Asian shares mixed; Australia, Hong Kong stocks close earlier ahead of Christmas

Asian shares were mixed in Tuesday afternoon trade following another record session on Wall Street.

Mainland Chinese stocks were higher by Tuesday afternoon, following their Monday fall. The Shanghai composite added 0.25 percent while the Shenzhen component gained 0.68 percent. The Shenzhen composite also rose 0.7 percent.

Hong Kong’s Hang Seng index declined 0.15 percent to close early at 27,864.10 ahead of the Christmas Day holiday on Wednesday.

The Nikkei 225 in Japan was fractionally lower in afternoon trade, while the Topix index inched down 0.14 percent. In South Korea, the Kospi slipped 0.52 percent.

Meanwhile, shares in Australia had an early close for Christmas Eve, with the S&P/ASX 200 up 0.13 percent to 6,794.20.

Overall, the MSCI Asia ex-Japan index traded 0.07 percent lower.

Shares of Apple suppliers regionally were mixed on Tuesday afternoon. Taiyo Yuden was up 2.36 percent in Japan while South Korea’s LG Display slipped 2.19 percent. In Hong Kong, Sunny Optical declined 0.36 percent while Taiwan’s Taiwan Semiconductor Manufacturing Company dipped 0.45 percent.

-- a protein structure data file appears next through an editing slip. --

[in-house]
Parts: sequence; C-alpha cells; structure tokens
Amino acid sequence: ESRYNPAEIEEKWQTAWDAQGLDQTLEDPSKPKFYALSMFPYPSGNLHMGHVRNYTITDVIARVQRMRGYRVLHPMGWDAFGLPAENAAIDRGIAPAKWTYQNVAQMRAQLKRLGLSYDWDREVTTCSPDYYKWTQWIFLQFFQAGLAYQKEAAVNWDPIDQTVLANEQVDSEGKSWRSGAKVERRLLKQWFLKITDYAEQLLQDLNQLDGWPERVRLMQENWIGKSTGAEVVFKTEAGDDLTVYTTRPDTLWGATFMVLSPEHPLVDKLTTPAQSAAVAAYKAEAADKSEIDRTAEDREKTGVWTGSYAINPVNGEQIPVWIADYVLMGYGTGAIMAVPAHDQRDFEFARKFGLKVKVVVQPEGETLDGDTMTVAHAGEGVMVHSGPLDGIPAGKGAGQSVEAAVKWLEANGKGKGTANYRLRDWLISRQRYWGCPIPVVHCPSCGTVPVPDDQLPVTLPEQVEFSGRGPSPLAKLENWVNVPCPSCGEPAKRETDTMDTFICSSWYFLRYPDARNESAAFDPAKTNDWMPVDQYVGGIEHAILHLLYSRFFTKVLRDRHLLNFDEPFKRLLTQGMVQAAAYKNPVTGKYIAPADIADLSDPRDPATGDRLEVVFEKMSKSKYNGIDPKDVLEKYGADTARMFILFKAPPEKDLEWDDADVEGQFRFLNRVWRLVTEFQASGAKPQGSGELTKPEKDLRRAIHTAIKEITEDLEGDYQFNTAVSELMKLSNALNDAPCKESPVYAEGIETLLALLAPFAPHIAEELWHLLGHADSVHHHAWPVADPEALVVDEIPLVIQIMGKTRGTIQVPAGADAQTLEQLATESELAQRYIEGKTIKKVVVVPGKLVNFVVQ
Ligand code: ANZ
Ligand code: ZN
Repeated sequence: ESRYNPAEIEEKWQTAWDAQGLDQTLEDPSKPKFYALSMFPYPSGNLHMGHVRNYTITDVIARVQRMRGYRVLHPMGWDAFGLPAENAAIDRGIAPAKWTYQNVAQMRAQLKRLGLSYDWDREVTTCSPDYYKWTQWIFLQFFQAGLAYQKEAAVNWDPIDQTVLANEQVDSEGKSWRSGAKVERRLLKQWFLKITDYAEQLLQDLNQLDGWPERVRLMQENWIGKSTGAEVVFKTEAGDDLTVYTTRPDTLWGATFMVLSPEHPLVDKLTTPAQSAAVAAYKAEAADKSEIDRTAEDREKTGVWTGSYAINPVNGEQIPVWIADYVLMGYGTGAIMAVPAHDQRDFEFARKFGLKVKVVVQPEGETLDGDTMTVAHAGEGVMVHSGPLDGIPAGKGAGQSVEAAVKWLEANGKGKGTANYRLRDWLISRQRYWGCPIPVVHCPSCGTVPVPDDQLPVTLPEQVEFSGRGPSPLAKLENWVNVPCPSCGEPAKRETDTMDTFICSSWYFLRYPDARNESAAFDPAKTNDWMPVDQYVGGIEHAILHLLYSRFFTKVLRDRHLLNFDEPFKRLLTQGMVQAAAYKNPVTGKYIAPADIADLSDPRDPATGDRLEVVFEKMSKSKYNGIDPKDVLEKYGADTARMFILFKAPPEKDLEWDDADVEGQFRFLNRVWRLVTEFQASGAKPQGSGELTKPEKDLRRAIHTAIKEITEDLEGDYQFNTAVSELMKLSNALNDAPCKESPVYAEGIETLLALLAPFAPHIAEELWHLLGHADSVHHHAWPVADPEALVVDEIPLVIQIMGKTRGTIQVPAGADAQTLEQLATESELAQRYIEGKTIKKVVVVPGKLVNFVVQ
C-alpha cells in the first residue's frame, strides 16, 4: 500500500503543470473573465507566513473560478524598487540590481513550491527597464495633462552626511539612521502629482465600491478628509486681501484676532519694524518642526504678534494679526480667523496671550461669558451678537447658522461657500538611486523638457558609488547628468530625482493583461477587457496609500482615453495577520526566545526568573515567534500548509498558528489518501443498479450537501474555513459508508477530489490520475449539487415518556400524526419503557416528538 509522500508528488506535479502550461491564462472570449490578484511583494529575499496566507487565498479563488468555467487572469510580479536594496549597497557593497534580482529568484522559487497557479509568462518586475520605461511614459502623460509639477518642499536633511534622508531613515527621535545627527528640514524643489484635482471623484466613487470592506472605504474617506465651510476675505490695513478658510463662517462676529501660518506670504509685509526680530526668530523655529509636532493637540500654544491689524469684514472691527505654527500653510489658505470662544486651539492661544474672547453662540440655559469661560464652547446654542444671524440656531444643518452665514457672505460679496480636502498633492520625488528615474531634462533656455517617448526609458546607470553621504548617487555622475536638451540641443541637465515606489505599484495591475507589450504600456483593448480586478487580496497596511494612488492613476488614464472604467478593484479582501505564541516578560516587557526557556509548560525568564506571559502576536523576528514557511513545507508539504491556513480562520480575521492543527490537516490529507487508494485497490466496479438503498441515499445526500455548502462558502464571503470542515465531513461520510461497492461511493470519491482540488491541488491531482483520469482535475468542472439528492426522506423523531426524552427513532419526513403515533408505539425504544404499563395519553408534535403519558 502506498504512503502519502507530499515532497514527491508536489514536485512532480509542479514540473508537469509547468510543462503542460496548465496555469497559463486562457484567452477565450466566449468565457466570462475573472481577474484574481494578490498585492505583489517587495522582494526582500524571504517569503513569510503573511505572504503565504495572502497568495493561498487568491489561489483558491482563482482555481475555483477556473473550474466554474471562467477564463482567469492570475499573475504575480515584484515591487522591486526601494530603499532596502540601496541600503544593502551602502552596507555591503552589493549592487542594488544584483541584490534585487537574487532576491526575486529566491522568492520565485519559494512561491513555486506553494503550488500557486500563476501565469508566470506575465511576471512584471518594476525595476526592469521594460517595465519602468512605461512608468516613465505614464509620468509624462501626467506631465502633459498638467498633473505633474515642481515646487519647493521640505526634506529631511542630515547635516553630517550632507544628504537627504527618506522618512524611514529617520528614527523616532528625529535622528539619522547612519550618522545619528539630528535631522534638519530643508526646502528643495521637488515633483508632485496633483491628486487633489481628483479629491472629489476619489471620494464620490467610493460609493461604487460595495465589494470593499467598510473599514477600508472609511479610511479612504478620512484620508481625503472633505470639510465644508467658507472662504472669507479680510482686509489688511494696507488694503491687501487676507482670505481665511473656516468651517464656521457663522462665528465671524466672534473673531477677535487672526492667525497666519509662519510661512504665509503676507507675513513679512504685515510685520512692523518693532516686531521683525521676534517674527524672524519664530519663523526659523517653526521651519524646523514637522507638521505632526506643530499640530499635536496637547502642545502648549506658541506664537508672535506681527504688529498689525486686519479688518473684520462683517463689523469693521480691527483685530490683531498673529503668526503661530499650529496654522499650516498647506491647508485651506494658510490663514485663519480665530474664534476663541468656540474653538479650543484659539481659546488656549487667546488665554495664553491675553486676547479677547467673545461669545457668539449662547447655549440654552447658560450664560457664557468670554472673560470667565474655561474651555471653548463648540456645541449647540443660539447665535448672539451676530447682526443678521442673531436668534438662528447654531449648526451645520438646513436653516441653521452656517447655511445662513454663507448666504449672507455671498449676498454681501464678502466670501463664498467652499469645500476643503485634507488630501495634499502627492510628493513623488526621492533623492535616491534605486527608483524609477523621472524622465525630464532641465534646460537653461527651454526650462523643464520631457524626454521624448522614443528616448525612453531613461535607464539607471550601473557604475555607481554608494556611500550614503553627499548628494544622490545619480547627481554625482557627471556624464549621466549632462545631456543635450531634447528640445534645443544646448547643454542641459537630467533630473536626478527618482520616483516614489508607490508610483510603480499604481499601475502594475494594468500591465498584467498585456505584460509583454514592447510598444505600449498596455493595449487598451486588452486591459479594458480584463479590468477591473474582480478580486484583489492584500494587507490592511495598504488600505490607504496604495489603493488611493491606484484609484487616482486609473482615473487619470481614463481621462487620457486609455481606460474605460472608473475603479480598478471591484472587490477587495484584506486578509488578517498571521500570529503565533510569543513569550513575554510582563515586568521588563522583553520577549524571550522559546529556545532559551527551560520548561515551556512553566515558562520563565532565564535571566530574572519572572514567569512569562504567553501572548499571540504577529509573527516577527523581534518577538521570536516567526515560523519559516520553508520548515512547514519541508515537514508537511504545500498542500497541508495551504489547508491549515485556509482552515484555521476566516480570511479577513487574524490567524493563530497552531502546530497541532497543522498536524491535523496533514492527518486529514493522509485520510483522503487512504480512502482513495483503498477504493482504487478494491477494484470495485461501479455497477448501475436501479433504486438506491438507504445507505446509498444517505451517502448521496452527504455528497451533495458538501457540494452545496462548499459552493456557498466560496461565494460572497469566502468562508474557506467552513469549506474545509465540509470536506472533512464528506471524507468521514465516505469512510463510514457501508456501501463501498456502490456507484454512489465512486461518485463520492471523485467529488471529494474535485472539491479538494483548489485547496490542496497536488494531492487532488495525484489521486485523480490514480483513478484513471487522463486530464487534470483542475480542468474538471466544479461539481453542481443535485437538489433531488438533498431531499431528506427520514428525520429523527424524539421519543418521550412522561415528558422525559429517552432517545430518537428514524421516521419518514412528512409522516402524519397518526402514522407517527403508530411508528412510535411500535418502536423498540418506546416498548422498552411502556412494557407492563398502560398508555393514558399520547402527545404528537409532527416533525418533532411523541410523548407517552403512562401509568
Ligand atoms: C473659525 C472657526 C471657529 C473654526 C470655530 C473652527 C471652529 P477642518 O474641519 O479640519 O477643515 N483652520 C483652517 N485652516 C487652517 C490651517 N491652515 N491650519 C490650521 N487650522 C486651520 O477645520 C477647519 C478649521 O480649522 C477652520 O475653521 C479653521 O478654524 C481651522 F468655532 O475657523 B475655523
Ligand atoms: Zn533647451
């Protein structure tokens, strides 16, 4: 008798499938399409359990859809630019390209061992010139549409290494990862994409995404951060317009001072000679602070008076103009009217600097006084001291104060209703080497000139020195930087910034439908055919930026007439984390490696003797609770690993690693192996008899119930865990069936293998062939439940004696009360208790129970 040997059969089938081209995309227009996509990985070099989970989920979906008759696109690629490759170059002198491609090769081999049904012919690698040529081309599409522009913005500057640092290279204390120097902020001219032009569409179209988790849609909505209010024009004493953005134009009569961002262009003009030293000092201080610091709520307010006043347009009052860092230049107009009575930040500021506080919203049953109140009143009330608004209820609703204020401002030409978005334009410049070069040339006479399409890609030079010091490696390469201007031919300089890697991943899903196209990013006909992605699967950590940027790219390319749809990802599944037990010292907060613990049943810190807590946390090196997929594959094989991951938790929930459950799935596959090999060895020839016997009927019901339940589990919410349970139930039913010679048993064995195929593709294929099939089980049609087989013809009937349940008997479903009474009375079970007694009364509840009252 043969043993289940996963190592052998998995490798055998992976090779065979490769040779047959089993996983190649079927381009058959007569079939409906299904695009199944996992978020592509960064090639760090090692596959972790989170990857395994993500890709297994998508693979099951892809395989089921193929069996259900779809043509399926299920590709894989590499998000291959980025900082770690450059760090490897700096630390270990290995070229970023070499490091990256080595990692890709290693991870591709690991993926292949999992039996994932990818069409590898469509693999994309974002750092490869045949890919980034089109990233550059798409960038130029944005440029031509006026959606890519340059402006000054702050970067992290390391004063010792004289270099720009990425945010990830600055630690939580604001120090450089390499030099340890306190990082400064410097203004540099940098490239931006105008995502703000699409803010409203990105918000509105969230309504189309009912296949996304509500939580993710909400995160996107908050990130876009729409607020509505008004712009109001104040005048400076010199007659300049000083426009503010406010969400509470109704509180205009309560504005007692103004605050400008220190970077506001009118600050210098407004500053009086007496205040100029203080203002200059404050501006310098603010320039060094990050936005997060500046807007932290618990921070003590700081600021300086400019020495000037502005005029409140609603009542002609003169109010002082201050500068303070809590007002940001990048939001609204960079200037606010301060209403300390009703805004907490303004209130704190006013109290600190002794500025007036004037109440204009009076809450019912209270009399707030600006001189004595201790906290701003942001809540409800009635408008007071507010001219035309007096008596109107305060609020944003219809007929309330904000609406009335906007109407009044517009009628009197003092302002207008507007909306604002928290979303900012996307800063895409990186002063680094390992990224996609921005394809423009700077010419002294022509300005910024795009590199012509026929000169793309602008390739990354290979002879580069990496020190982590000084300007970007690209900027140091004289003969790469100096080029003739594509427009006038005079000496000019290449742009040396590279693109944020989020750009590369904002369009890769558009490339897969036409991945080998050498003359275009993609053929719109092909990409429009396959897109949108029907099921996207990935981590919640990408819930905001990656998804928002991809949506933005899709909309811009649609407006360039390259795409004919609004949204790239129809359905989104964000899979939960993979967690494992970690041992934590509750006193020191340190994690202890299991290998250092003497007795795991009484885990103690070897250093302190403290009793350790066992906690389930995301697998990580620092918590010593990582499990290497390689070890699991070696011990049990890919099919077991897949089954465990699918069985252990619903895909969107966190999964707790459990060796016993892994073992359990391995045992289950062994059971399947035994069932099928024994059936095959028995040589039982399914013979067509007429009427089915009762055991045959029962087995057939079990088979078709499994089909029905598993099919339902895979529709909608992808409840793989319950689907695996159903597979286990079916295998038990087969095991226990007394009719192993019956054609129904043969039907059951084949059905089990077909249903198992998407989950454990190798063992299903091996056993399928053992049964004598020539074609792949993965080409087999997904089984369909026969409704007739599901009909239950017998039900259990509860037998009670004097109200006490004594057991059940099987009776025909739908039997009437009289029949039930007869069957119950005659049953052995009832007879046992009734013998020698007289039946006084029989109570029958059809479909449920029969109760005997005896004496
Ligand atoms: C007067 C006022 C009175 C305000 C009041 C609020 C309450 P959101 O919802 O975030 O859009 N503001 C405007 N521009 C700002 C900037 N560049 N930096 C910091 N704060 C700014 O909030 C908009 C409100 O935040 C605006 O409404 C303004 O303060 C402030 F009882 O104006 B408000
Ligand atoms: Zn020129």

The moves came following the Cupertino-based tech giant’s 1.6 percent stock jump on Monday stateside after Wedbush Securities’ Dan Ives — Apple’s biggest bull on Wall Street — raised his price target to $350 a share, 25 percent higher than where the stock currently trades.

Overnight stateside, stocks extended their year-end rally as the three major averages all posted record closes. The Dow Jones Industrial Average added 96.44 points to close at 28,551.53 while the S&P 500 rose 0.1 percent to end its trading day at 3,224.01. The Nasdaq Composite advanced 0.2 percent to close at 8,945.65.

News that China will cut import tariffs on a wide range of goods boosted sentiment. China’s finance ministry announced starting January 1, it will lower import tariffs on over 850 products ranging from frozen pork to some types of semiconductors. However, mainland Chinese stocks tumbled on Monday following that announcement.

“The move is not linked to US-China trade tensions, instead it is seen as a combination of a need from China to lower costs on import necessities such as pork and medicine, while also aimed at showing a willingness to open its economy to the rest of the world,” Rodrigo Catril, senior foreign exchange strategist at National Australia Bank, wrote in a note.

Currencies and oil

The U.S. dollar index, which tracks the greenback against a basket of its peers, was last at 97.678 after touching highs around 97.8 yesterday.

The Japanese yen traded at 109.38 per dollar after strengthening from levels around 109.5 in the previous session. The Australian dollar changed hands at $0.6916 after rising from levels around $0.69 yesterday.

Oil prices were little changed in the afternoon of Asian trading hours, with international benchmark Brent crude futures at $66.37 per barrel. U.S. crude futures dipped fractionally to $60.49 per barrel.

Source: CNBC

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